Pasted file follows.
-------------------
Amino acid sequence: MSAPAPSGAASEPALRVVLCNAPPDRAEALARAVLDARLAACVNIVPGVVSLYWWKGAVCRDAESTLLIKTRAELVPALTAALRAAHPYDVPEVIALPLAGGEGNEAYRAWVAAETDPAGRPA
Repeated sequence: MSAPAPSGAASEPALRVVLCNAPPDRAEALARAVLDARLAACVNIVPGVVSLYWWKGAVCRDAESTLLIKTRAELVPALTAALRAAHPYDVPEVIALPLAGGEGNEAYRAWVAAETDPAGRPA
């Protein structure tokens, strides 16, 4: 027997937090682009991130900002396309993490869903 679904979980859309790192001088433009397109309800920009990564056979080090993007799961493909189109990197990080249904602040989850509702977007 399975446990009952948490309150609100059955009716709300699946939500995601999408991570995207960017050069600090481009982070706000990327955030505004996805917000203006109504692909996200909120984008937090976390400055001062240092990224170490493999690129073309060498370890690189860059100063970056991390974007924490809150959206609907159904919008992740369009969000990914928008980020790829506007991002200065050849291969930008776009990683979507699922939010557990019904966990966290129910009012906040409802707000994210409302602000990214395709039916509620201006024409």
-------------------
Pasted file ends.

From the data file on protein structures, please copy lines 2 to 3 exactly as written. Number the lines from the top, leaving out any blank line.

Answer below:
Repeated sequence: MSAPAPSGAASEPALRVVLCNAPPDRAEALARAVLDARLAACVNIVPGVVSLYWWKGAVCRDAESTLLIKTRAELVPALTAALRAAHPYDVPEVIALPLAGGEGNEAYRAWVAAETDPAGRPA
């Protein structure tokens, strides 16, 4: 027997937090682009991130900002396309993490869903 679904979980859309790192001088433009397109309800920009990564056979080090993007799961493909189109990197990080249904602040989850509702977007 399975446990009952948490309150609100059955009716709300699946939500995601999408991570995207960017050069600090481009982070706000990327955030505004996805917000203006109504692909996200909120984008937090976390400055001062240092990224170490493999690129073309060498370890690189860059100063970056991390974007924490809150959206609907159904919008992740369009969000990914928008980020790829506007991002200065050849291969930008776009990683979507699922939010557990019904966990966290129910009012906040409802707000994210409302602000990214395709039916509620201006024409």